There are many ways to judge a statistical software, e.g. user interface, number of different statistical models it can estimate, speed, large data handling capabilities, data manipulation, complexity of scripts, graph qualities, and documentation.
This post talks about documentation. I have come crossed a number of statistical packages, Stata impressed me the most especially in terms of documentation. Its documentation is so good that you can literally use it as a text book to easily learn a new modelling routine, the history of statistics (for example how negative binomial models derives). It has many examples that can walk you through a statistical model which you are unfamiliar with, making it a pleasant learning experience.
The documentation of other packages, such as R, SAS, SPSS, I found are rather simple, with little explanation and examples, difficult to navigate through, and sometimes confusing. Recently I am exploring the weighted regression so I want to know what types of weights are available and how they differ from each other. I found this useful article online: What types of weights do SAS, Stata and SPSS support? There are four types of weights, while Stata supports all four types of weights and you would know which one to be executed by the software (actually you have to explicitly specify which weight type you want to use in your command), SPSS only supports frequency weights which is fine provided you do actually know this fact when you use “weight by” in your command (though it is not apparent from the syntax). Since SPSS only supports one type of weight, there is no confusion.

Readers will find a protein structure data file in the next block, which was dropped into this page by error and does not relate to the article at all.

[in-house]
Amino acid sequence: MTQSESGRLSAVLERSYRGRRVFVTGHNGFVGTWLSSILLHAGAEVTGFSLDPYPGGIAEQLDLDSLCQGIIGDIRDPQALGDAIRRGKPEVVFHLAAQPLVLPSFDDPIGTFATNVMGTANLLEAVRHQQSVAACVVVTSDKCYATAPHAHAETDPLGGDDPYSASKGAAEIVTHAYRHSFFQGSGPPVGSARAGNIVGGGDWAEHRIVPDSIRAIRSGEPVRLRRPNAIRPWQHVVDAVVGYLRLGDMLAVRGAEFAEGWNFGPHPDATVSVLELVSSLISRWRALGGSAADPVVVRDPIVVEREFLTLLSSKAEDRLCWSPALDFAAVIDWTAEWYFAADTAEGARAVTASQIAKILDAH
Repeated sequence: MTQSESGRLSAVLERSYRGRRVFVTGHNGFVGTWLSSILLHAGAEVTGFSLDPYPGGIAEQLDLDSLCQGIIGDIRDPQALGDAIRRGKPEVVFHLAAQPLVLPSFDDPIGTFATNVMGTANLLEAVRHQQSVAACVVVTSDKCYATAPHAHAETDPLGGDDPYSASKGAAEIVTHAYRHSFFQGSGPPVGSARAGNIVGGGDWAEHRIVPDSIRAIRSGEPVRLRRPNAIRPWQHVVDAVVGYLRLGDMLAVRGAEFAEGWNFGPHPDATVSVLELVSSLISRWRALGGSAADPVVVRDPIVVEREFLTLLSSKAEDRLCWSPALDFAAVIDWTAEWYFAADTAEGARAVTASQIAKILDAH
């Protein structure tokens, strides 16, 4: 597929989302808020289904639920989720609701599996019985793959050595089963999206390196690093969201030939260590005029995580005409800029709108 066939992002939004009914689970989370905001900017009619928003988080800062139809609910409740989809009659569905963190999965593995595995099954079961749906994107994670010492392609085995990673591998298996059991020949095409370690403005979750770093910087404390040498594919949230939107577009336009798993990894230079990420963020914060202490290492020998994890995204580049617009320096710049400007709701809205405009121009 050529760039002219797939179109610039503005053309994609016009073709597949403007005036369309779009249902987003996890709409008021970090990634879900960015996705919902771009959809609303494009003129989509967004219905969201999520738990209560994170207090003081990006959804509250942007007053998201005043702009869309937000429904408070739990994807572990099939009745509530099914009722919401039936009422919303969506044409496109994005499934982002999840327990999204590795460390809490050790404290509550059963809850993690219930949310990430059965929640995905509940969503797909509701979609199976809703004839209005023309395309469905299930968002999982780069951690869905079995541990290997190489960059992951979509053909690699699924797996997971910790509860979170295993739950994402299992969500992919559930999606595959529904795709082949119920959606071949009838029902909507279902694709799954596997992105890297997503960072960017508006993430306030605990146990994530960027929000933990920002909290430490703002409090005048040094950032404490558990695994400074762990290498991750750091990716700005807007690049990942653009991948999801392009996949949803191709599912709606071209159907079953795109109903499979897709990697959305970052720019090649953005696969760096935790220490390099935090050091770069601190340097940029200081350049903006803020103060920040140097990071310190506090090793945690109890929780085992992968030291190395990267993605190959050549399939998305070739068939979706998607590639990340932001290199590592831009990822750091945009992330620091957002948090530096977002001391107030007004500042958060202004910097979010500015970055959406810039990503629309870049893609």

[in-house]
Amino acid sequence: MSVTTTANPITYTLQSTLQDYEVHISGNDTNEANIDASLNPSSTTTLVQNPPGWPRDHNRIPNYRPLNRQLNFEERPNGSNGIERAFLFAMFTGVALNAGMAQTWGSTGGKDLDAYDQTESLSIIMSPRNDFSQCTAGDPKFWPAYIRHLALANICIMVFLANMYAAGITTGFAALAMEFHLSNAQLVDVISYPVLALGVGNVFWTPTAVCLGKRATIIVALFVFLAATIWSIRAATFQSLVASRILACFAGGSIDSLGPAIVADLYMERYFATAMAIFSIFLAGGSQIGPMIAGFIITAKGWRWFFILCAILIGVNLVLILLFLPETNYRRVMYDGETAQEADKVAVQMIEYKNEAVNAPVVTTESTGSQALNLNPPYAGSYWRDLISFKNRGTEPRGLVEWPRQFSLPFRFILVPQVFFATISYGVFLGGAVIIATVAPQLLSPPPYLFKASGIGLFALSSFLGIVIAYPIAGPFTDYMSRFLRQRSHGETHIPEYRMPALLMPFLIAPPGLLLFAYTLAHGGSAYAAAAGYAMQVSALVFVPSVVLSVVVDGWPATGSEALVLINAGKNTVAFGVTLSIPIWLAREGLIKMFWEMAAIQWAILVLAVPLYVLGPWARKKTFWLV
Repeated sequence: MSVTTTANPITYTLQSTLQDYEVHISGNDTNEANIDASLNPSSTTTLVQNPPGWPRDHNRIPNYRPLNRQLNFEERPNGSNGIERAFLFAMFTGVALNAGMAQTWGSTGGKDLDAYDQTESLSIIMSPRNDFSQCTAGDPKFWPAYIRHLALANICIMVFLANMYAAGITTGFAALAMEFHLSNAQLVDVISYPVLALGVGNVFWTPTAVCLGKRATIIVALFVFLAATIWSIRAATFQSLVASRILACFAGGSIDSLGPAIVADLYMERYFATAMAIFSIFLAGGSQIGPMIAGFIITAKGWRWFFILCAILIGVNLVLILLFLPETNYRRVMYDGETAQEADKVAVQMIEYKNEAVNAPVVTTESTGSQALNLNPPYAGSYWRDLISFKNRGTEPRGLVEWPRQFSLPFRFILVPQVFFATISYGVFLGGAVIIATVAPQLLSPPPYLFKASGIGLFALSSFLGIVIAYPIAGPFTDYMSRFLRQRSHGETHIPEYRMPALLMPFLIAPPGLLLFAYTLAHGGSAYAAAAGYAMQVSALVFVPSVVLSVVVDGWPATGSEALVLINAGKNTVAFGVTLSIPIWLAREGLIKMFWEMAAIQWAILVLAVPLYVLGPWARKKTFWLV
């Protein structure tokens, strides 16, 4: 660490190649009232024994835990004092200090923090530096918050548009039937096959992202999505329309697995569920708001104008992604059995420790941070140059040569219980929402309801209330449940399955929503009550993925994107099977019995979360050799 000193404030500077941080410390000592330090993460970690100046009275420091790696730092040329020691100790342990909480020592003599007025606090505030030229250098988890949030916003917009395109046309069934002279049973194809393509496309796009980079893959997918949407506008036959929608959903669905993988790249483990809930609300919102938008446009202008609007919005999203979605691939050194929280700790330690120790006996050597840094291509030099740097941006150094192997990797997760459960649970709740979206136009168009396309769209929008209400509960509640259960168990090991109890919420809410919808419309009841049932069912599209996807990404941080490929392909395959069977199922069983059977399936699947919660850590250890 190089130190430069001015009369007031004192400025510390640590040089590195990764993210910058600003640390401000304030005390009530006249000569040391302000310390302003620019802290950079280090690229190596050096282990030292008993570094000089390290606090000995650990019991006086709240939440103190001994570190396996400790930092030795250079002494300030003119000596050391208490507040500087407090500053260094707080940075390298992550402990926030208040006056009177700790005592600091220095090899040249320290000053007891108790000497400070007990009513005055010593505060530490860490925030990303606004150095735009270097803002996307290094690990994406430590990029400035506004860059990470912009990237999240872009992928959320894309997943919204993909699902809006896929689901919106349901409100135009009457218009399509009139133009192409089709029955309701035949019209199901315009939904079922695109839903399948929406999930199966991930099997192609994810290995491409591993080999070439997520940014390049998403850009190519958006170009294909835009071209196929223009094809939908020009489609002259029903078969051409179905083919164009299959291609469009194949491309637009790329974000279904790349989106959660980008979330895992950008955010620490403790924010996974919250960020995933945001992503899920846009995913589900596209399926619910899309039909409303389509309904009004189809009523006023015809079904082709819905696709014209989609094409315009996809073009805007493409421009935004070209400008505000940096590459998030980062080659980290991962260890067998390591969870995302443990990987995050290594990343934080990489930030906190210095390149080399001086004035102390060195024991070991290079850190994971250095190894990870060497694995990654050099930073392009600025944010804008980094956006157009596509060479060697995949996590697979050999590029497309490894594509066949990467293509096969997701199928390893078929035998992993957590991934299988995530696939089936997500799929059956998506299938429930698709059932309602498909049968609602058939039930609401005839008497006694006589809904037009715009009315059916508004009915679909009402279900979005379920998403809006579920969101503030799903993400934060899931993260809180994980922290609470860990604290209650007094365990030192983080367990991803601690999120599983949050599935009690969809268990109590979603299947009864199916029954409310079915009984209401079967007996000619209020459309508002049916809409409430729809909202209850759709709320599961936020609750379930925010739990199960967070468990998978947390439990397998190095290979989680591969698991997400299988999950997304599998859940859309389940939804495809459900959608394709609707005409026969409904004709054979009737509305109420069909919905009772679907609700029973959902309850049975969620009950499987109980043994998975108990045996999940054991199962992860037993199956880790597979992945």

Now SAS, it is said that:
“You need to read the documentation for the proc that you are using to determine what kind of weight will be used with the weight statement. The weight statement used in one proc might assume frequency weights while another assumes probability weights. Some procs will handle the weights differently depending on the values of the weight variable. For example, if all of the values of the weight variable are integers (whole numbers), SAS will assume that you have a frequency weight. If you specify a different weight variable that has decimals, then the proc will assume that you have a probability weight. If you cannot tell from the documentation which type of weight will be used, you will either need to do some experimenting or contact SAS technical support.”
What? You have to check the type of weight case-by-case depending on the proc (SAS procedure)? This is fine but then even so there are probabilities that you would not know how a specific proc handles your weight variable. And sometimes you have to do experiments by your own or call the SAS technical support?
I am sure SAS users will have fun with that.